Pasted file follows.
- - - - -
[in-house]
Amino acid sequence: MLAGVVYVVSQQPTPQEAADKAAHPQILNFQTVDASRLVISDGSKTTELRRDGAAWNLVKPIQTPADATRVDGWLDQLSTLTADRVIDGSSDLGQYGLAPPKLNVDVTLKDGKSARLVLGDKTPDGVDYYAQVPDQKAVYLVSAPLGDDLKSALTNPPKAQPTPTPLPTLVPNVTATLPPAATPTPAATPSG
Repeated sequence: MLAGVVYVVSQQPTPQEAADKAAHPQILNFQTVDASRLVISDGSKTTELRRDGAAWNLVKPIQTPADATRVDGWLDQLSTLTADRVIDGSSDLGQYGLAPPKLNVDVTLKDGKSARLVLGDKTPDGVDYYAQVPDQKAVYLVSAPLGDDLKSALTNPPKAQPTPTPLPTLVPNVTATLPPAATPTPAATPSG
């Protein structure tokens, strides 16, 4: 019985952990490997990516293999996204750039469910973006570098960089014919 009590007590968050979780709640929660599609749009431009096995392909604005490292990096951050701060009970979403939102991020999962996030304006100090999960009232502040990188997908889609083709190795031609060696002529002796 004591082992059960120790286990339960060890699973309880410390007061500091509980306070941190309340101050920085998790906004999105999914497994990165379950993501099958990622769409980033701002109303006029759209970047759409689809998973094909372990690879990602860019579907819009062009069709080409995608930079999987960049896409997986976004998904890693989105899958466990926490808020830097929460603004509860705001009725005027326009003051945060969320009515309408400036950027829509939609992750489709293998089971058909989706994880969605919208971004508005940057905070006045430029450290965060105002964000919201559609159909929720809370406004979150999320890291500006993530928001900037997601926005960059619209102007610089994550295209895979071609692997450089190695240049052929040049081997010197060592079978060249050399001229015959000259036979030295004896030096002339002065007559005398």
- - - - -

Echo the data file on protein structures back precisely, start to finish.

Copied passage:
[in-house]
Amino acid sequence: MLAGVVYVVSQQPTPQEAADKAAHPQILNFQTVDASRLVISDGSKTTELRRDGAAWNLVKPIQTPADATRVDGWLDQLSTLTADRVIDGSSDLGQYGLAPPKLNVDVTLKDGKSARLVLGDKTPDGVDYYAQVPDQKAVYLVSAPLGDDLKSALTNPPKAQPTPTPLPTLVPNVTATLPPAATPTPAATPSG
Repeated sequence: MLAGVVYVVSQQPTPQEAADKAAHPQILNFQTVDASRLVISDGSKTTELRRDGAAWNLVKPIQTPADATRVDGWLDQLSTLTADRVIDGSSDLGQYGLAPPKLNVDVTLKDGKSARLVLGDKTPDGVDYYAQVPDQKAVYLVSAPLGDDLKSALTNPPKAQPTPTPLPTLVPNVTATLPPAATPTPAATPSG
């Protein structure tokens, strides 16, 4: 019985952990490997990516293999996204750039469910973006570098960089014919 009590007590968050979780709640929660599609749009431009096995392909604005490292990096951050701060009970979403939102991020999962996030304006100090999960009232502040990188997908889609083709190795031609060696002529002796 004591082992059960120790286990339960060890699973309880410390007061500091509980306070941190309340101050920085998790906004999105999914497994990165379950993501099958990622769409980033701002109303006029759209970047759409689809998973094909372990690879990602860019579907819009062009069709080409995608930079999987960049896409997986976004998904890693989105899958466990926490808020830097929460603004509860705001009725005027326009003051945060969320009515309408400036950027829509939609992750489709293998089971058909989706994880969605919208971004508005940057905070006045430029450290965060105002964000919201559609159909929720809370406004979150999320890291500006993530928001900037997601926005960059619209102007610089994550295209895979071609692997450089190695240049052929040049081997010197060592079978060249050399001229015959000259036979030295004896030096002339002065007559005398």